Calamine lotion, baking soda or a barrier cream should be kept in the first aid kit for people who have come into contact with poisonous plants. These will help treat the rash and ease some of the discomfort caused by itching. If a person gets Impetigo it can take up to ten days after contact before a blister appears. If still camping, cover the area to prevent spreading the bacteria to others. Medical treatment will be necessary however as antibiotics are needed. For people who start to break out and develop blemishes on the skin, simple remedies can be employed to help fix the problem. For example, a dab of one's toothpaste can help to dry out a blemish, as will putting a small amount of paste made from a crushed aspirin.

Tips for Protection

The best way to keep skin healthy while vacationing outdoors is to prevent skin problems from occurring in the first place. When it comes to avoiding sun related skin damage, prevention comes in the form of sunscreen protection and by dressing in a way that blocks the sun. Even on cloudy days, wearing sunscreen that has a SPF, or sun protection factor, of 15 or more is the first step. Staying within an area that is protected from the sun during the mid-day hours when the sun is at its fullest and wearing a hat to protect one's head, neck and face will also help lessen sun exposure. A person can also moisturize his or her skin while getting the sun protection that they need. To help keep the skin moist use a moisturizer that contains sunscreen and eliminate two problems in one. Because of insects, it is advisable to use moisturizers and sunscreens that are unscented. To prevent blemishes, it is important to continue with regular hygiene methods and keep one's face clean. This is especially important because of the dirt, dust, and grime associated with camping and hiking. Facial cleansing cloths are convenient, however, an environmentally friendly soap is also a good choice and does not create additional trash that will need to be properly disposed of. A simple way to prevent unwanted blemishes is to avoid touching the face unnecessarily, which transfers the oils and dirt from one's fingers onto the face.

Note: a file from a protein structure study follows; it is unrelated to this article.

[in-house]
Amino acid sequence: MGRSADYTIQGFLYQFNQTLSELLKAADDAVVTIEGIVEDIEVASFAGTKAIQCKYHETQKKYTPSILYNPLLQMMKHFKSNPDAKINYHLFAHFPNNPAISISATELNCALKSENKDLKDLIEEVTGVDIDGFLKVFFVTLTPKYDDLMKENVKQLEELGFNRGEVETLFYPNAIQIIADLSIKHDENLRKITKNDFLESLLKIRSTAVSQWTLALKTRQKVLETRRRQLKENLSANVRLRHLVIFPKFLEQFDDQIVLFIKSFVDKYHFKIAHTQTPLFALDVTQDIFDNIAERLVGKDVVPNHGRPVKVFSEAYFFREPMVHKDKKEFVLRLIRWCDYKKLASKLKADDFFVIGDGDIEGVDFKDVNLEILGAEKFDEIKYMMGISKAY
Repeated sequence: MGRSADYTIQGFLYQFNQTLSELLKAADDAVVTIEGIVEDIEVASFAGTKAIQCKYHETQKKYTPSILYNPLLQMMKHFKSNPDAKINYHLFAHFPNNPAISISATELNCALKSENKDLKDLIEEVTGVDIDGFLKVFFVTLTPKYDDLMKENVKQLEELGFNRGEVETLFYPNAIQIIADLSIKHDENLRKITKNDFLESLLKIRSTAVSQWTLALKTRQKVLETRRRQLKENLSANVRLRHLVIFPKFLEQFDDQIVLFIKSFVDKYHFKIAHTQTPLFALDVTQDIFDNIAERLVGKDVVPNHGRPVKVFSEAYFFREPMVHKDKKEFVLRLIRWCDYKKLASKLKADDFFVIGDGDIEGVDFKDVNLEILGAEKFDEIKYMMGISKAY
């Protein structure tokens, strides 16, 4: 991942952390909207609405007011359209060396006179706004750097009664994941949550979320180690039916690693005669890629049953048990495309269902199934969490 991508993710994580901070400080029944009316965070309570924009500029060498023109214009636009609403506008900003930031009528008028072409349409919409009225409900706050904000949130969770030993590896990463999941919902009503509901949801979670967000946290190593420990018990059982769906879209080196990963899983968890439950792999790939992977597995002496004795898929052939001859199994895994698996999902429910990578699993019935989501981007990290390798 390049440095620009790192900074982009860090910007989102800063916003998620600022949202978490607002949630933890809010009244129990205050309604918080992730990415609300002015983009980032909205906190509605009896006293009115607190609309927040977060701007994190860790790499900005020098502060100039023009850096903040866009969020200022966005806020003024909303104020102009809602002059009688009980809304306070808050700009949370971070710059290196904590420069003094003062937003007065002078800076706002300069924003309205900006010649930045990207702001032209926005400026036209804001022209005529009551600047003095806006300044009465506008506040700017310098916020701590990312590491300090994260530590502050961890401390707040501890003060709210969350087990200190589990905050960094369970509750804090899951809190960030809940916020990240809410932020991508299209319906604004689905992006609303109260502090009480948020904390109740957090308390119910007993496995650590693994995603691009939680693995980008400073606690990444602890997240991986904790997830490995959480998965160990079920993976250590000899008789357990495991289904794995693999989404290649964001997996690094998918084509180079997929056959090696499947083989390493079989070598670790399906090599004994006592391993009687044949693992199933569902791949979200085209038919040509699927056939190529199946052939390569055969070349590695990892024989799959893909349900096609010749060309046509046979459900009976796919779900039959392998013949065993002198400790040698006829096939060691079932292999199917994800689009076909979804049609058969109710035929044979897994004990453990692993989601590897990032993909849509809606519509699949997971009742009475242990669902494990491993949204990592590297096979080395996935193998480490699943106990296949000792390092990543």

Wearing clothes such as pants and long-sleeved shirts will help to minimize the bites and stings from bugs. Dressing this way isn't always practical however, particularly during the summer months. Applying insect repellent or lemon eucalyptus oil is yet another method of keep insects away. Learning to recognize poisonous plants will also help to reduce accidental contact and the resulting reactions. When hiking or walking on uneven terrain, using caution can help prevent falls that result in scrapes and scratches. As with insects and sun protection, covering exposed areas of the body when weather allows will also help prevent some scrapes. Avoiding contact with people who have blisters or other sores, can help prevent the transmission of bacteria that may enter scratches or broken, irritated skin.